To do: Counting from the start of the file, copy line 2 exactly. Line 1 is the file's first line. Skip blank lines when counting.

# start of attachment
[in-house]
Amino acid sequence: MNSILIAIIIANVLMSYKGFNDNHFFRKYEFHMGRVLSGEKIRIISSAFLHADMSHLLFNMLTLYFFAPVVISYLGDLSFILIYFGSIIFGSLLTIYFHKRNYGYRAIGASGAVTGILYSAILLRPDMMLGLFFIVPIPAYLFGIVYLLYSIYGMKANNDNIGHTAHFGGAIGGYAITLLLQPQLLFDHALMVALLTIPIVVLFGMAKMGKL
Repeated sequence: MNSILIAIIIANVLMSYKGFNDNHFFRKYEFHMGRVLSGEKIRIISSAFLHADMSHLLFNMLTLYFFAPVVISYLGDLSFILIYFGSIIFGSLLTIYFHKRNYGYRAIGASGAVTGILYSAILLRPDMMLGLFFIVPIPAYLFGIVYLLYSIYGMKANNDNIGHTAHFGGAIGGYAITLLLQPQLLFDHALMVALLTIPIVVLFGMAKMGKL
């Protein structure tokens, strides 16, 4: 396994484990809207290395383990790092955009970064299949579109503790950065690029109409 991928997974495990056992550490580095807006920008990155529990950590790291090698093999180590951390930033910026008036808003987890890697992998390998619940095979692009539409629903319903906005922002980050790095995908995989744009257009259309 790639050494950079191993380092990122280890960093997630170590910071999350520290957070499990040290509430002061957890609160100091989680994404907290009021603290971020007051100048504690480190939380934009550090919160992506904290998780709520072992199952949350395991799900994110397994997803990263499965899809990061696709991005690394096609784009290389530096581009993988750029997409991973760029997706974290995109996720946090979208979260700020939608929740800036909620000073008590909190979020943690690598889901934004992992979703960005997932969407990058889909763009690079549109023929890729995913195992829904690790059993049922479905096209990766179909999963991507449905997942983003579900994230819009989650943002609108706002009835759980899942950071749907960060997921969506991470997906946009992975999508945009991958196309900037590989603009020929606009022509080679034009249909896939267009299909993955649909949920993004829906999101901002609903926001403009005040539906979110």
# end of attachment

Amino acid sequence: MNSILIAIIIANVLMSYKGFNDNHFFRKYEFHMGRVLSGEKIRIISSAFLHADMSHLLFNMLTLYFFAPVVISYLGDLSFILIYFGSIIFGSLLTIYFHKRNYGYRAIGASGAVTGILYSAILLRPDMMLGLFFIVPIPAYLFGIVYLLYSIYGMKANNDNIGHTAHFGGAIGGYAITLLLQPQLLFDHALMVALLTIPIVVLFGMAKMGKL